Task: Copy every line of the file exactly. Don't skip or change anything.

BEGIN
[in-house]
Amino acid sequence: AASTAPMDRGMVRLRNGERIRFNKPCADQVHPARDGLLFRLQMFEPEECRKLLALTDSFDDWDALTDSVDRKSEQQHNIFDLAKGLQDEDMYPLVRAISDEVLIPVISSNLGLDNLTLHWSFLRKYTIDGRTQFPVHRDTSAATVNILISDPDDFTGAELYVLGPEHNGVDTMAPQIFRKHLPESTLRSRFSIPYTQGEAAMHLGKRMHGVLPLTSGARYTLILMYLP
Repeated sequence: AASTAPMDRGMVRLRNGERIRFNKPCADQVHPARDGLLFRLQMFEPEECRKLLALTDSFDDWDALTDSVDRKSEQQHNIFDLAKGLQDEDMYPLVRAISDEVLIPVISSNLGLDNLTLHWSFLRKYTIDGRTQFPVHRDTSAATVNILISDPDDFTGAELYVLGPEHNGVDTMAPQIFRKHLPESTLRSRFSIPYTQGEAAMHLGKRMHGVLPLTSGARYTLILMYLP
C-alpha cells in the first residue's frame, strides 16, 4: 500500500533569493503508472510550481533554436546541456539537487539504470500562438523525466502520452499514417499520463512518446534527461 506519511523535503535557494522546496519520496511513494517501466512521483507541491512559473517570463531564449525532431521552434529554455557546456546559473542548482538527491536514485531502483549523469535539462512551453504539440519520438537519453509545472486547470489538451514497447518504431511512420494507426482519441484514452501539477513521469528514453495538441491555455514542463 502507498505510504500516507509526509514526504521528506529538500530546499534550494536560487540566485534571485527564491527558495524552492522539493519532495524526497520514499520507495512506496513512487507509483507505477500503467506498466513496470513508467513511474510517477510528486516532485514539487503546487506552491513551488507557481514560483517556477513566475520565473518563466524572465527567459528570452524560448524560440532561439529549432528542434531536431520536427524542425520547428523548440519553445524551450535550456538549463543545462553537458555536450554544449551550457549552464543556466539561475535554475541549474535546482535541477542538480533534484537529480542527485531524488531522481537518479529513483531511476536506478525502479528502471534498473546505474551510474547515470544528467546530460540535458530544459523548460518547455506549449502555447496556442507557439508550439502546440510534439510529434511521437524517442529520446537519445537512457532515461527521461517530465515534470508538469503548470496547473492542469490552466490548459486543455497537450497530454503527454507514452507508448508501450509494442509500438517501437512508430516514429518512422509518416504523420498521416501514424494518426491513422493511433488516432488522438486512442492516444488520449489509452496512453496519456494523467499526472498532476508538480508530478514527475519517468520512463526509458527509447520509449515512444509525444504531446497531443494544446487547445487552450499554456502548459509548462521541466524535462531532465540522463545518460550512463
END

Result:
[in-house]
Amino acid sequence: AASTAPMDRGMVRLRNGERIRFNKPCADQVHPARDGLLFRLQMFEPEECRKLLALTDSFDDWDALTDSVDRKSEQQHNIFDLAKGLQDEDMYPLVRAISDEVLIPVISSNLGLDNLTLHWSFLRKYTIDGRTQFPVHRDTSAATVNILISDPDDFTGAELYVLGPEHNGVDTMAPQIFRKHLPESTLRSRFSIPYTQGEAAMHLGKRMHGVLPLTSGARYTLILMYLP
Repeated sequence: AASTAPMDRGMVRLRNGERIRFNKPCADQVHPARDGLLFRLQMFEPEECRKLLALTDSFDDWDALTDSVDRKSEQQHNIFDLAKGLQDEDMYPLVRAISDEVLIPVISSNLGLDNLTLHWSFLRKYTIDGRTQFPVHRDTSAATVNILISDPDDFTGAELYVLGPEHNGVDTMAPQIFRKHLPESTLRSRFSIPYTQGEAAMHLGKRMHGVLPLTSGARYTLILMYLP
C-alpha cells in the first residue's frame, strides 16, 4: 500500500533569493503508472510550481533554436546541456539537487539504470500562438523525466502520452499514417499520463512518446534527461 506519511523535503535557494522546496519520496511513494517501466512521483507541491512559473517570463531564449525532431521552434529554455557546456546559473542548482538527491536514485531502483549523469535539462512551453504539440519520438537519453509545472486547470489538451514497447518504431511512420494507426482519441484514452501539477513521469528514453495538441491555455514542463 502507498505510504500516507509526509514526504521528506529538500530546499534550494536560487540566485534571485527564491527558495524552492522539493519532495524526497520514499520507495512506496513512487507509483507505477500503467506498466513496470513508467513511474510517477510528486516532485514539487503546487506552491513551488507557481514560483517556477513566475520565473518563466524572465527567459528570452524560448524560440532561439529549432528542434531536431520536427524542425520547428523548440519553445524551450535550456538549463543545462553537458555536450554544449551550457549552464543556466539561475535554475541549474535546482535541477542538480533534484537529480542527485531524488531522481537518479529513483531511476536506478525502479528502471534498473546505474551510474547515470544528467546530460540535458530544459523548460518547455506549449502555447496556442507557439508550439502546440510534439510529434511521437524517442529520446537519445537512457532515461527521461517530465515534470508538469503548470496547473492542469490552466490548459486543455497537450497530454503527454507514452507508448508501450509494442509500438517501437512508430516514429518512422509518416504523420498521416501514424494518426491513422493511433488516432488522438486512442492516444488520449489509452496512453496519456494523467499526472498532476508538480508530478514527475519517468520512463526509458527509447520509449515512444509525444504531446497531443494544446487547445487552450499554456502548459509548462521541466524535462531532465540522463545518460550512463